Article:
Rediscover yourself with the soothing sound of vinyl on the The Cambridge Audio Alva TT.
Rediscover yourself with the soothing sound of vinyl on the The Cambridge Audio Alva TT. Geoff Egan

Vinyl resurgence is good for humanity

FOR anyone who has been living under a rock for the past few years, there is something important you need to know.

Vinyl is back.

And no, I am not talking about vinyl trousers or renovating your kitchen, I'm talking about the humble record.

Vinyl sales have been growing steadily in Australia for a number of years now and in 2016 the industry made $15.2 million in sales, up from $8.9 million the year before.

There has even been a resurgence in people buying cassettes. No, that is not a typo, cassette tape sales grew in the US by 19 per cent in 2018.

This resurgence is being spearheaded by us millenials and I am sure that by the time the Grafton waterfront precinct is completed, it will be promptly filled with joggers listening to Nirvana on their Walkmans.

Now being a man of the millenials, with my finger firmly on the pulse of what the kids are "down” with, I have come up with a few reasons why the youth are flocking back to the items of yesteryear.

It sounds better.

I must admit, after years of listening to the pumping bass of some totally wicked Nikki Minaj out of an iPhone 5 inside a schooner glass, vinyl sounds better.

The key here is that most digital music, whether streamed or downloaded as an mp3, goes through a compression process, in effect driving out some of the detail.

So it is no surprise that many people have been taken aback by the soothing sounds of vinyl through a stereo amplifier and a half decent pair of speakers.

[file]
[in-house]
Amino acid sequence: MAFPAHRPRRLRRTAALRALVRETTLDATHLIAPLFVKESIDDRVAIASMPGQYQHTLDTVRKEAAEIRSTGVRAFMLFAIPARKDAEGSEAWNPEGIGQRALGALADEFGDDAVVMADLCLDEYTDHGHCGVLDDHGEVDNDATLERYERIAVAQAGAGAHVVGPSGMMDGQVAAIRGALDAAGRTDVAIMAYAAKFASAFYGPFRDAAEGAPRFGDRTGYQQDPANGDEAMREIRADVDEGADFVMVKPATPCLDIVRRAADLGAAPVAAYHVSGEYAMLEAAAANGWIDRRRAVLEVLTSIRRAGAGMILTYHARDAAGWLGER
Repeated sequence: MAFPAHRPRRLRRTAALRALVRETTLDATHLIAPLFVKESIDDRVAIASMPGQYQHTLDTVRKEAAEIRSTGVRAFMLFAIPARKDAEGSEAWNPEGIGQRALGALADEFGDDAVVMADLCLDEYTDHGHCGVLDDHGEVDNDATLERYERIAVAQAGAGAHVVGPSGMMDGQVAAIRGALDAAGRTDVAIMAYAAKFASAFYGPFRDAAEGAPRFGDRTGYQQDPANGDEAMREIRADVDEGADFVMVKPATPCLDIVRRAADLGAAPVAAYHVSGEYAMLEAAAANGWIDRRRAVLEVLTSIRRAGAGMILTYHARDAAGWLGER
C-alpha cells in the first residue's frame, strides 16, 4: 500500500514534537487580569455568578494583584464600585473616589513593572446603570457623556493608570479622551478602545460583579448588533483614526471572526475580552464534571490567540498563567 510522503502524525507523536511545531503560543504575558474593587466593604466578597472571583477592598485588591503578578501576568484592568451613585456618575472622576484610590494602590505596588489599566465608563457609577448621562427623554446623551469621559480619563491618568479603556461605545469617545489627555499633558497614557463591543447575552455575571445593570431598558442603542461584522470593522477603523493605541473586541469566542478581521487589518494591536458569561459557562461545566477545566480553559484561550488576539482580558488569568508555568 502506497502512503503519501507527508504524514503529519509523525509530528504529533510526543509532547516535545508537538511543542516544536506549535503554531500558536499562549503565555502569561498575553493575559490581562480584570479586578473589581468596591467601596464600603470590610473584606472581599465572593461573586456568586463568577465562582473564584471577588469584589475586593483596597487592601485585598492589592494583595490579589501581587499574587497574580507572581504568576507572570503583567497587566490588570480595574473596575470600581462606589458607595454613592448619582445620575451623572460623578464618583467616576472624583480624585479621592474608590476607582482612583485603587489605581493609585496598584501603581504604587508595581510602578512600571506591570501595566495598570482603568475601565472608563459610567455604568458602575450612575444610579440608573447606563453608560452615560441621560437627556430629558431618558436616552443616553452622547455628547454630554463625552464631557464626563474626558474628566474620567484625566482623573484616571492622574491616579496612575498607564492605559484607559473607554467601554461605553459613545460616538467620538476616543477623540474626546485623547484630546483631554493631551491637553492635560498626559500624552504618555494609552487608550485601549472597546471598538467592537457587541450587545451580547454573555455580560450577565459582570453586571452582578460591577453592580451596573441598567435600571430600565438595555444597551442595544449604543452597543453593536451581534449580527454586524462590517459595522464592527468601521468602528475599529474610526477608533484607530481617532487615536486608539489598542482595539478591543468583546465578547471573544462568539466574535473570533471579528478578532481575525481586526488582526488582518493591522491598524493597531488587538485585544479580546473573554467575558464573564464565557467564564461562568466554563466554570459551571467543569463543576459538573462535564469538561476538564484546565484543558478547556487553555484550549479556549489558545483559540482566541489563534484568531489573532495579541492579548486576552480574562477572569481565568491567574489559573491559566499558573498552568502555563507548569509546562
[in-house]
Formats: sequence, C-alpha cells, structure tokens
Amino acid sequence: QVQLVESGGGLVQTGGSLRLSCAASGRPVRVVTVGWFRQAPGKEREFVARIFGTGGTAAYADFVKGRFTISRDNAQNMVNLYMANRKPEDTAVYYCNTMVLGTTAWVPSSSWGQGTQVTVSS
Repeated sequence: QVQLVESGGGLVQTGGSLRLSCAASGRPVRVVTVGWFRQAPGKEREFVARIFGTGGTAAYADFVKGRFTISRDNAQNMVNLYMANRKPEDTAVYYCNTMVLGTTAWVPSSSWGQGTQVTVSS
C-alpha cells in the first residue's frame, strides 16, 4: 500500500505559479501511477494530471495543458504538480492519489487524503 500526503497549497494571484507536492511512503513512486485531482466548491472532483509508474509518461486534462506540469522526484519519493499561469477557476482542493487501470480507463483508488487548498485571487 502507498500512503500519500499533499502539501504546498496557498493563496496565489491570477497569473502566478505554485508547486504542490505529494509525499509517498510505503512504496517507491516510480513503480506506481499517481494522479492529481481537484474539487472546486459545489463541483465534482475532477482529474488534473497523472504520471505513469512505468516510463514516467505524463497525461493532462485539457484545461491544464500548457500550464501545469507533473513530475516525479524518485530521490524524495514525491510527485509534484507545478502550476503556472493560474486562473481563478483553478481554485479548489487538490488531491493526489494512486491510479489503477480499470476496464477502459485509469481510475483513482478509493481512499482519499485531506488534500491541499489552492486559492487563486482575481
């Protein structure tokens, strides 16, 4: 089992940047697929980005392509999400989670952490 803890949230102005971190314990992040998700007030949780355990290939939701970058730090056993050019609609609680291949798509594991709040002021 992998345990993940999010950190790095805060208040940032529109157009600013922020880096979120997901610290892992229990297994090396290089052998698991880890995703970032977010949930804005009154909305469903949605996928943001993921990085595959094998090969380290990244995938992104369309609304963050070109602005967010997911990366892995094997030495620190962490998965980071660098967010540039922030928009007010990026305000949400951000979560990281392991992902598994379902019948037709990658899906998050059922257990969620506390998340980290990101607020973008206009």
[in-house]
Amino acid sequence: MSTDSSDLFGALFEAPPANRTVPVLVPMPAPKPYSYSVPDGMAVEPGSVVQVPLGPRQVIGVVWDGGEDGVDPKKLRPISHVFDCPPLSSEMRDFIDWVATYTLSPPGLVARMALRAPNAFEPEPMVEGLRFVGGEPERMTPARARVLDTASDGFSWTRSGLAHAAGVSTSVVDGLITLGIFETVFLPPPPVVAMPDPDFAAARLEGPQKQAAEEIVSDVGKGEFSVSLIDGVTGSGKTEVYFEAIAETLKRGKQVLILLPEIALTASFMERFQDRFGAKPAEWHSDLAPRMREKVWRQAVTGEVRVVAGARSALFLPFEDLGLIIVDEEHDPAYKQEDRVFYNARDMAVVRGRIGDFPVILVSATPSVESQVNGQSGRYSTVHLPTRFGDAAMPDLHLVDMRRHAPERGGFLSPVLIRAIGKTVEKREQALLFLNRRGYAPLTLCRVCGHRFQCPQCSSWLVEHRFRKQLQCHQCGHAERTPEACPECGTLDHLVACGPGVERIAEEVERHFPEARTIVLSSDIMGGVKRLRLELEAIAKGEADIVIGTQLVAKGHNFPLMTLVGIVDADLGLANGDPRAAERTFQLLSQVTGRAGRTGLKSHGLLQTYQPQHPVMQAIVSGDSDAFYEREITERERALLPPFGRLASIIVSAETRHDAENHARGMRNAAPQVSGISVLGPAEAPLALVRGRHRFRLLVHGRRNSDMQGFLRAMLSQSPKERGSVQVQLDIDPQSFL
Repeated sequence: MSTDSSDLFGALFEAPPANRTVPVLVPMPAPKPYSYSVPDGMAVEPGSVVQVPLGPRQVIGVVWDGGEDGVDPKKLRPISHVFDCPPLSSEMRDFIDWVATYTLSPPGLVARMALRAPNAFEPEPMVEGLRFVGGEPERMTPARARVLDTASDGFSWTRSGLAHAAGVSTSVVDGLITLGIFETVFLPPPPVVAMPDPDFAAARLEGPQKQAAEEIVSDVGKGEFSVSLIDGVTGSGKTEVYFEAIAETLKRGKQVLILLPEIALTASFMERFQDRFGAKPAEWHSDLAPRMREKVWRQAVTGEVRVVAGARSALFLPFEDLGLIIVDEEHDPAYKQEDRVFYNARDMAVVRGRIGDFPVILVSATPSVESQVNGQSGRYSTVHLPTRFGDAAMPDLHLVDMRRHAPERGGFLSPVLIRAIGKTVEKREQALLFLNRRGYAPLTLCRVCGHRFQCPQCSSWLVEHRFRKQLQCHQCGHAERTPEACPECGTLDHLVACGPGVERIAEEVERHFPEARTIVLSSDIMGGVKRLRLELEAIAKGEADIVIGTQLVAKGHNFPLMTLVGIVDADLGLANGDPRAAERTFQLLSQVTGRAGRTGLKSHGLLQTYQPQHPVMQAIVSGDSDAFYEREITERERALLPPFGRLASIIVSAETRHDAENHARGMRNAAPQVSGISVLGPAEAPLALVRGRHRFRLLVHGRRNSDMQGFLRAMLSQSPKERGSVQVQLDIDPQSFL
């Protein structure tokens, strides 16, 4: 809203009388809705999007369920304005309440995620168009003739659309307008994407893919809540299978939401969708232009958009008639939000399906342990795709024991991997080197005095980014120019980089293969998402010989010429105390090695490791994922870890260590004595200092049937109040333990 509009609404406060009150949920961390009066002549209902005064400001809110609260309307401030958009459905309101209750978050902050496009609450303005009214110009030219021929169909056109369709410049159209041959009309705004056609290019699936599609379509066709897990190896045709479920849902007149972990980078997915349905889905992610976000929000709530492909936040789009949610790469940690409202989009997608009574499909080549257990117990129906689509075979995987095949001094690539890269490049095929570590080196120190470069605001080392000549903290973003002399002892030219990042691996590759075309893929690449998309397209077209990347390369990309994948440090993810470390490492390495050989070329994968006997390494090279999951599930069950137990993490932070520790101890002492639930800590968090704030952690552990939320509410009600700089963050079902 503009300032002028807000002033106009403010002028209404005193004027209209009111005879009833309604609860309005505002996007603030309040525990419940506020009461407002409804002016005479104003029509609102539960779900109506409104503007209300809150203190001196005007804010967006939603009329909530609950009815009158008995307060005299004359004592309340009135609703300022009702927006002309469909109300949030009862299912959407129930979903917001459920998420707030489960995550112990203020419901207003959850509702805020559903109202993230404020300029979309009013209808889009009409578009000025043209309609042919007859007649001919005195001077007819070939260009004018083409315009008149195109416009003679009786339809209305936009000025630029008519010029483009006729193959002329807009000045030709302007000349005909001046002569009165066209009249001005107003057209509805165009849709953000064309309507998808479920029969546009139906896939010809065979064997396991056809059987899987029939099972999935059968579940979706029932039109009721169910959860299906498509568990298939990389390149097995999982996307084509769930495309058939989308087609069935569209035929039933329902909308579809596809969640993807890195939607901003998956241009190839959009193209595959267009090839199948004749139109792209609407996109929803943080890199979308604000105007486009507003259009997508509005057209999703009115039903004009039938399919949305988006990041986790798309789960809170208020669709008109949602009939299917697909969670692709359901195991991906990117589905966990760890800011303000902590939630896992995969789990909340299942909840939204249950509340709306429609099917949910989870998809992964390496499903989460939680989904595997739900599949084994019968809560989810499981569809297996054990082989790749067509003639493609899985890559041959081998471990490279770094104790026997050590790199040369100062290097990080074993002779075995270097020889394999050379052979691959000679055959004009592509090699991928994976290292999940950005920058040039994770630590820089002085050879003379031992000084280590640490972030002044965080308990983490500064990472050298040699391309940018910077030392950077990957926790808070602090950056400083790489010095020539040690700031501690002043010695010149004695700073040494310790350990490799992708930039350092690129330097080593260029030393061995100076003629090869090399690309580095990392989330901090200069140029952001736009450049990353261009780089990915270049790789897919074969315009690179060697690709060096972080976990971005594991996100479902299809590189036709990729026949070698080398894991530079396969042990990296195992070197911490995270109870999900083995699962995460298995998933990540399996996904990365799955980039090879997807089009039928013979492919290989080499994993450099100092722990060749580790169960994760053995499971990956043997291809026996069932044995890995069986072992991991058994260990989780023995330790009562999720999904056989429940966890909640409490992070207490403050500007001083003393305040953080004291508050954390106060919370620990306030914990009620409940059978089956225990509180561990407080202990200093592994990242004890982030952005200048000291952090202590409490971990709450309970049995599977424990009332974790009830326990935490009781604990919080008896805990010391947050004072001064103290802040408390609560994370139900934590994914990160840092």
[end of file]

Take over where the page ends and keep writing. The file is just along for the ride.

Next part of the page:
In our great rush to become more efficient, we let half a generation think the definition of good sound was linking a second blue-tooth speaker to create stereo sound.

You can touch it.

There is no doubt holding a record feels nicer than not holding a record.

And much like rubbing money all over your body to get that feeling of being cashed up, pressing a record against your face gives you a feeling like you are listening to music.

This cuts to the heart of why so many people buy LP's, the physical record means that you can amass a collection.

In the old days people collected tea spoons, fine china and ceramic animals which they could hand down to unsuspecting relatives when they died.

Or if they were particularly sadistic, when they were alive, so they could force said relative to keep them for years and years while casually asking about them from time to time.

Personally, I collect CDs because I am simply not cool enough for vinyl, but it ensures that when I die my kids aren't handed an external hard drive.

I know how long it can take transferring files from one hard drive to another and I wouldn't want them having to do that at such a tough time.

We have lost touch with what it means to be human.

Young people are eschewing modern forms of media offering infinite levels of convenience to "get back to their roots” and enjoy the pleasures past generations were afforded in a simpler time.

What right do older people have to rob the youth of their chance to desperately try and salvage their chewed up tape from their Akai cassette deck?

To think young people have never known the magic of meticulously winding a tape back up with their finger only for it to get jammed again is an absolute travesty.

Just as some generations had the opportunity to ignore the history of failed "interventions” into sovereign nation-states, we deserve an opportunity to use cassettes.

And perhaps one day young and old can all sit together and listen to the soothing sounds of my new cylinder phonograph.

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